me to official promotion. Now it so men to commit themselves in supporthappens, my dear Collins, that you ing you ?" can essentially assist me. I find that That's quite a different thing. you lived at one time among my future They compromise nobody. They are constituents, when, as you say, you not public men. They may do as they were correcting the press; and you please.' would undoubtedly have a good deal “ They compromise themselves and of influence, if you chose to exert it, their wives and children and their own among the artisans, especially the consciences, and all to get my dear printers, who lead many of the others. old friend, Everard, a better place.". They talk of you as a sure friend of The tone with which this was said, the working men, and your opinion though quiet enough, carried the edge would have great power over them. of a scalping-knife. But Everard, who Indeed, so much is this the case, that had soul very hard to be scalped, one of their number is coming as a soon resumed—“ Well, I will tell you deputy to consult you on the subject. what I will pledge myself to, and you It so happens that the decision you who have known me so long may guamay lead them to is of great impor- rantee my promise. If these men will tance, for parties are otherwise so frame any plan for their own benefit, nearly balanced, that the votes of it shall have my very best considerathese men would completely turn the tion.". scale in my favour. The kindness I “Oh, if they bring you into Parliahave to ask of you is, that you would ment you will think benignly of their advise them to vote for me. I hope suggestion ? Perhaps, if I offer your so old a friend as I am may make this friend the deputy your best considerarequest without taking too great a tion for his proposals, he may offer his liberty."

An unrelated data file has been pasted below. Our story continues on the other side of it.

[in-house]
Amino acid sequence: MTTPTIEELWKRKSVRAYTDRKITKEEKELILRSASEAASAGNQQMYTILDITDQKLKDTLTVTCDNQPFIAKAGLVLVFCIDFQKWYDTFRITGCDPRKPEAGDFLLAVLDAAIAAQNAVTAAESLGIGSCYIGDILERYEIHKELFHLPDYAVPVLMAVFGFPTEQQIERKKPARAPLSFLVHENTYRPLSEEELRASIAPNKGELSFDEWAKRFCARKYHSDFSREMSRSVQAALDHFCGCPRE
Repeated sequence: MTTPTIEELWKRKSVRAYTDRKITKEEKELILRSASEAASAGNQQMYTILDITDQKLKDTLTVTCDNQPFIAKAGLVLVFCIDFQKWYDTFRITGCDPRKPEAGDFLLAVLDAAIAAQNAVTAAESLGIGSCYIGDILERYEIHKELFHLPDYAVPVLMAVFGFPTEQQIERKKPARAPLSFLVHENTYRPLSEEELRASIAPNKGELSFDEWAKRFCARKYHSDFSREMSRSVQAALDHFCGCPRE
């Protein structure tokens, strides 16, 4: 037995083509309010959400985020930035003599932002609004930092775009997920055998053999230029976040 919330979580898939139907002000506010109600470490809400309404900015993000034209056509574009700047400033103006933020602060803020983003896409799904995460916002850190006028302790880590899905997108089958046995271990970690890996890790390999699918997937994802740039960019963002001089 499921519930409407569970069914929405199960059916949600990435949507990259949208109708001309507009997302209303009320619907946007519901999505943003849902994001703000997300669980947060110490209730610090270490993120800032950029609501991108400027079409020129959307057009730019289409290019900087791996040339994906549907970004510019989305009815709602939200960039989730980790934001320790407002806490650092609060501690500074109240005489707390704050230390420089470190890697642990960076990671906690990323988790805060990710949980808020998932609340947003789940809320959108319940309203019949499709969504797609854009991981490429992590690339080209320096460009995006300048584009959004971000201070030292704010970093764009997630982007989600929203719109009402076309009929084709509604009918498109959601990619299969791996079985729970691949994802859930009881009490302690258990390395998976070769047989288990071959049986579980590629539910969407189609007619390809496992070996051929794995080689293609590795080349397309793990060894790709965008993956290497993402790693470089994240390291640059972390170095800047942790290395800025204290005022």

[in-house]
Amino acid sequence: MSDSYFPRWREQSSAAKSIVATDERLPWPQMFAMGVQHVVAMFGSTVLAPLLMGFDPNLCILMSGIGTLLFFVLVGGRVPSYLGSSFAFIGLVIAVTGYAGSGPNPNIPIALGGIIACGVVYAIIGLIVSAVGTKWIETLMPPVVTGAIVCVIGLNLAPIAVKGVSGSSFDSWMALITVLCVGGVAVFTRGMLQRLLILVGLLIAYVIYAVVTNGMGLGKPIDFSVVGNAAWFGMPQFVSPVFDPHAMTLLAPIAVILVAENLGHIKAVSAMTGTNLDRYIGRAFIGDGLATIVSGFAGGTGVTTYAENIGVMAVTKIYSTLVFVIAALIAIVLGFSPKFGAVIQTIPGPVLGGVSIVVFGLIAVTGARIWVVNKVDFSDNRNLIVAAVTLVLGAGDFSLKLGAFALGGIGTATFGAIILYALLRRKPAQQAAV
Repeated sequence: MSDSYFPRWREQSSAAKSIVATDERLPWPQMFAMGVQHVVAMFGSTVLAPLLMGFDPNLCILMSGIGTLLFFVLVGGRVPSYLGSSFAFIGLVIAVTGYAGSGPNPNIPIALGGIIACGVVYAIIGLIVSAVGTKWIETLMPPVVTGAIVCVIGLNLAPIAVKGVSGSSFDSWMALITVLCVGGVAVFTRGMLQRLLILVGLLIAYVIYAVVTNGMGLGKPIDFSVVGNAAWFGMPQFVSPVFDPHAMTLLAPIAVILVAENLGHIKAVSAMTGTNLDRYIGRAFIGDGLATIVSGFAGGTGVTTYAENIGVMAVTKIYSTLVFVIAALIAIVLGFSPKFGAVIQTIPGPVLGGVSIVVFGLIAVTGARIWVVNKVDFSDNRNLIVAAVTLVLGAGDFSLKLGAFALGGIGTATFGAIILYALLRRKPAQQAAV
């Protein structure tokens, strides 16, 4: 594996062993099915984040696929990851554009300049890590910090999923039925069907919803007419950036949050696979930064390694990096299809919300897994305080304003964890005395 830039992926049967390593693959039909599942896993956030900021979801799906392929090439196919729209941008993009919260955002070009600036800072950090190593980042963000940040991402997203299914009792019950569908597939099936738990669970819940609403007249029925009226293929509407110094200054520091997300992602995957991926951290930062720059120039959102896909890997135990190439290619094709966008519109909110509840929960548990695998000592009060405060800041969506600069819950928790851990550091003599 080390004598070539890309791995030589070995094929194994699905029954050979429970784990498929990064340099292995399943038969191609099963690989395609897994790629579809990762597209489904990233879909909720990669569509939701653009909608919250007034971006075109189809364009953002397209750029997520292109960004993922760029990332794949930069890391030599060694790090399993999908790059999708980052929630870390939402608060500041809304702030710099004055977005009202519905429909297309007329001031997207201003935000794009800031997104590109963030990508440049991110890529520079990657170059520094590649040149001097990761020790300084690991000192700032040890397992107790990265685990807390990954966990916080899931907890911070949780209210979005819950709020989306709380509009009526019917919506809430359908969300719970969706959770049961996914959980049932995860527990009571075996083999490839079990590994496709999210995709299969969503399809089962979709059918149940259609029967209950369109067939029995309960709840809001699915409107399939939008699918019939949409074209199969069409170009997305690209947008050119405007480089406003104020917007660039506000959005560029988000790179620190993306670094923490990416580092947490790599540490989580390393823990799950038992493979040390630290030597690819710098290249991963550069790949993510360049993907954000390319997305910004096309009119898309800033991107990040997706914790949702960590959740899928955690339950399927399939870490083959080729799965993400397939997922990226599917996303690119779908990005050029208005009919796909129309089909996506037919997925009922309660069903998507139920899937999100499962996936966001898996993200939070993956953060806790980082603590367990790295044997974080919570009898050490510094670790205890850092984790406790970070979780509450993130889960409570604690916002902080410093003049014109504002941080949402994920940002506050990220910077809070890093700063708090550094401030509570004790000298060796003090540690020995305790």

best consideration for yours. “ I really cannot now say what ad- “ Ha! ha! ha! You are as droll vice I shall give this poor man. When and dry as ever. But may I hope that he comes and tells his story I shall you will help me in this matter? You probably know what to answer. But may rely on my eternal gratitude, and pray, if the working men help you, what I may add in that also of my political are you prepared to do for them?" friends."
“As to that, you must see, between “ I can say nothing on the subject ourselves, I can say nothing. I must till I see the person who you say will go with my party. But you may tell ask my advice. I shall give him the them, as I have not scrupled to say best in my power. You have not publicly over and over again, even at asked for any, and in your case, of ihe risk of committing myself, my course, I do not presume to volunteer warmest feelings and most earnest it." endeavours shall be devoted to their “ But, my dear friend ! surely beservice."
tween us there need be no such cere“ I did not ask what I may say. moniousness. Your advice would be Of course I may tell what lies I please, of the highest value, and would always and should wish to do so without meet my very best consideration.' prompting, as I hold that every man “ Will you really promise me that ? ought to be his own liar. But I want For if so I should think it a duty to to know, as you ask the help of these offer an opinion.". men, what service you propose to ren- “ Pray do so without hesitation. I der them in return. Printers espe- am all impatience. What is it you cially know too well how easily, and recommend to me ?" with how few little metal letters, the " To turn old clothesman as soon as finest words are put together, to care possible. I do not know any trade much for mere compliments." you are so fit for, and I am convinced
“ But surely a man of your expe- you would make a distinguished figure rience and sagacity, Collins, cannot in it, especially if you gave it your expect me to commit my party to any best consideration. Now I must go specific measure ?"
back to my work, for I too am a work“ Then how can you expect these ing man--so good morning to you."